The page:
This is it, like. And what people who don't like heat in their curries miss is the endorphin rush that a good hot dose of chile provides.This. A few years ago I had about 2/3 indians a week, worked my way up to eating a phal (hotter than vindaloo) without needing a drink of water. I genuinely discovered more flavour to vindaloo the more I became immune to its heat.
I ate at a place in Bangalore where you had to use your hands, it's harder to do than you think, isn't it?Ate what I thought was authentic Indian, given meat and vegetables cooked in basic spices, curry sauce again at a basic level then a selection of herbs and spices to add to my dish to taste.
No knife and fork, had to eat it all using a naan bread as a spoon.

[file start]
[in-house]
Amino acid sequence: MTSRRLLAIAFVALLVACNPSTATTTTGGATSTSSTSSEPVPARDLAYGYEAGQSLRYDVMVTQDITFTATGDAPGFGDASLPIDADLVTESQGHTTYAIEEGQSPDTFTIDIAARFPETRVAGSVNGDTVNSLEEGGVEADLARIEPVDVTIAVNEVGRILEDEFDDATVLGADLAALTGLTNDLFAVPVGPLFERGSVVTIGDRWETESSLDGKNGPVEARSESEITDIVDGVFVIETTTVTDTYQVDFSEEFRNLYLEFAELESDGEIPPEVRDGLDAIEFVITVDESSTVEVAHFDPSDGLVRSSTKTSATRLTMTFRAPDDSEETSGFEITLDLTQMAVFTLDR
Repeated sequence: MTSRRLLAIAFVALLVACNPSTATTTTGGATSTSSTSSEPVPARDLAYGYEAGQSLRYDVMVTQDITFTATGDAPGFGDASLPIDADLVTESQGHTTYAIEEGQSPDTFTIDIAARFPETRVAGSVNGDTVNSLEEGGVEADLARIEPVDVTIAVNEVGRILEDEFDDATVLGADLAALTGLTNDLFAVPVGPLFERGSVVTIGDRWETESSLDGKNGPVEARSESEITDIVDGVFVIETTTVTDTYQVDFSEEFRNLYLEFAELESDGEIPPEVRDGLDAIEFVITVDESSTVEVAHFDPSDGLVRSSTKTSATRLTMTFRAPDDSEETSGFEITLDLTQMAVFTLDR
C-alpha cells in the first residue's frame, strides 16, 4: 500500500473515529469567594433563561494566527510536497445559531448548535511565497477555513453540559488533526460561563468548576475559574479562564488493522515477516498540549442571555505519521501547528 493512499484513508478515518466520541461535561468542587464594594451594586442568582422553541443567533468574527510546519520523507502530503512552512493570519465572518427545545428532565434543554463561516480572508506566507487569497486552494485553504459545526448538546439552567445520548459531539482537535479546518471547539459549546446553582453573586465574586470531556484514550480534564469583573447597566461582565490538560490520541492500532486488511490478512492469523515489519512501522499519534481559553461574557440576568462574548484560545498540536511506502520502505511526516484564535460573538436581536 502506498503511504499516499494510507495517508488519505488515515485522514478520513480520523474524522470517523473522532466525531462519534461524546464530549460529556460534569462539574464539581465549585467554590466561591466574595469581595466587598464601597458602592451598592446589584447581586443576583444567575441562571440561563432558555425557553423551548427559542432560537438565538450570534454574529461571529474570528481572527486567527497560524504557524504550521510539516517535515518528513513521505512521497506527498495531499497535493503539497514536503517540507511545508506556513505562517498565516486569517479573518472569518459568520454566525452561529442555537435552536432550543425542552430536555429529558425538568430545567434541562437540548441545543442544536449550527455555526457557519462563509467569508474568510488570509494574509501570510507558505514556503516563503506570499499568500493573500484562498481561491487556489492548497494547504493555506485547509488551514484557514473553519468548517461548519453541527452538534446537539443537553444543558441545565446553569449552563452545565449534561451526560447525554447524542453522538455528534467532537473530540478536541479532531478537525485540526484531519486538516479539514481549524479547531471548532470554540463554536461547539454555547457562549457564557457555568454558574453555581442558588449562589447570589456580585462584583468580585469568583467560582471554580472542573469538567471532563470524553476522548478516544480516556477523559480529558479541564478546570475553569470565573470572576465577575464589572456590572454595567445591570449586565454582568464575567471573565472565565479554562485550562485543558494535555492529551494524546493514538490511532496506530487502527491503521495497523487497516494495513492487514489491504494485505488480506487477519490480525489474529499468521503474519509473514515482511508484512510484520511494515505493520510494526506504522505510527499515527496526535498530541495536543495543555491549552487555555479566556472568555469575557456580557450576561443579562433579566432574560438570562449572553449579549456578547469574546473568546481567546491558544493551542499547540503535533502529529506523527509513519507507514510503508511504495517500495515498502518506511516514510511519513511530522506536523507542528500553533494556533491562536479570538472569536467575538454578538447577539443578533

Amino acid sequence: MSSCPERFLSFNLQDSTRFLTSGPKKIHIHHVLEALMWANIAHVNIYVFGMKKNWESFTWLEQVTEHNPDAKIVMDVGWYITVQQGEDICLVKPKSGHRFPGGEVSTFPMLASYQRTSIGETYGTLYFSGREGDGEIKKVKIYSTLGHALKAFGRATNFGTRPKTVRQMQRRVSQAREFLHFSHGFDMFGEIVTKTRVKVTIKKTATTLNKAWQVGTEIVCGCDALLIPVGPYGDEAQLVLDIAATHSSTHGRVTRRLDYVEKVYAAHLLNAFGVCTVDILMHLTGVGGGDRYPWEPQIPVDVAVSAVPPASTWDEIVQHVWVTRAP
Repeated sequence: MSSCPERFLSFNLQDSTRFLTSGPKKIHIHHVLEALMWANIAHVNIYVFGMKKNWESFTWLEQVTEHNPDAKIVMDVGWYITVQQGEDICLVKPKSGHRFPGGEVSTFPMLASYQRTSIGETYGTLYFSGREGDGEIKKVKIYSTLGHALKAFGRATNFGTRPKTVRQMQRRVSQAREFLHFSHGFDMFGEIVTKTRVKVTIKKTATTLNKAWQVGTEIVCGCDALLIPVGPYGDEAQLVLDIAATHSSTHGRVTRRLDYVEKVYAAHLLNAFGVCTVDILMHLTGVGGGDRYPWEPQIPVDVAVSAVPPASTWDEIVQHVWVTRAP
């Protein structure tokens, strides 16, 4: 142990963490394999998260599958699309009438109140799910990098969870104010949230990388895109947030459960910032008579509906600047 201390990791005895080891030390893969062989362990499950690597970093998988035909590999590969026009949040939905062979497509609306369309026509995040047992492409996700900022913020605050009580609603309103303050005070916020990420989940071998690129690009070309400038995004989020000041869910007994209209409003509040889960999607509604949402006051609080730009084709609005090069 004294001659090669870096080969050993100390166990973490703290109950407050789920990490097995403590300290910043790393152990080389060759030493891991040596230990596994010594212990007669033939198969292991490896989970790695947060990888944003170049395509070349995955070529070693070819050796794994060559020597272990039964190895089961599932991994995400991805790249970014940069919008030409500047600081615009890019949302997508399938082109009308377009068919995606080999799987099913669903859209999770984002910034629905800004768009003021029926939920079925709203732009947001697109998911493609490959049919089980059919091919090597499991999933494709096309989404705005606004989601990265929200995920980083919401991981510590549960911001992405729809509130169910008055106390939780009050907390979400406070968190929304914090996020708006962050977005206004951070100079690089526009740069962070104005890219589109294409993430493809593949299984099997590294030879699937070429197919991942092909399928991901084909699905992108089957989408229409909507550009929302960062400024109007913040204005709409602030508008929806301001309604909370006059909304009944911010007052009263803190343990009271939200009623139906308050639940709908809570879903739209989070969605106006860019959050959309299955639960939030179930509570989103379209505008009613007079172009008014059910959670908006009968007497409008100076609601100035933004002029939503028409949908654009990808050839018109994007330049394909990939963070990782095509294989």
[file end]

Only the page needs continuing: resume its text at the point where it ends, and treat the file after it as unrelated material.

I'm confused in what you're trying to say, as your first sentence appears to be at odds with your second.
I've got a mte who used to be like this. Sweating like a fat mess eating a madras as if he had something to prove, but always claimed he liked it. When he grew up a bit he started getting other, less hot stuff like rogans and jalfreze and says he much prefers it!
I do hate it but also find it funny when I order a curry expecting it to be okay and it blows your tits off. I got a north indian chilli garlic which was 'mild to hot' in Kizmot in Edinburgh. I forgot this is the place which does the 'Kizmot killer' where they have to have gas masks on the make the curry. Their idea of 'mild hot' is waaaay different to mine. I could't see or think straight after eating some of it.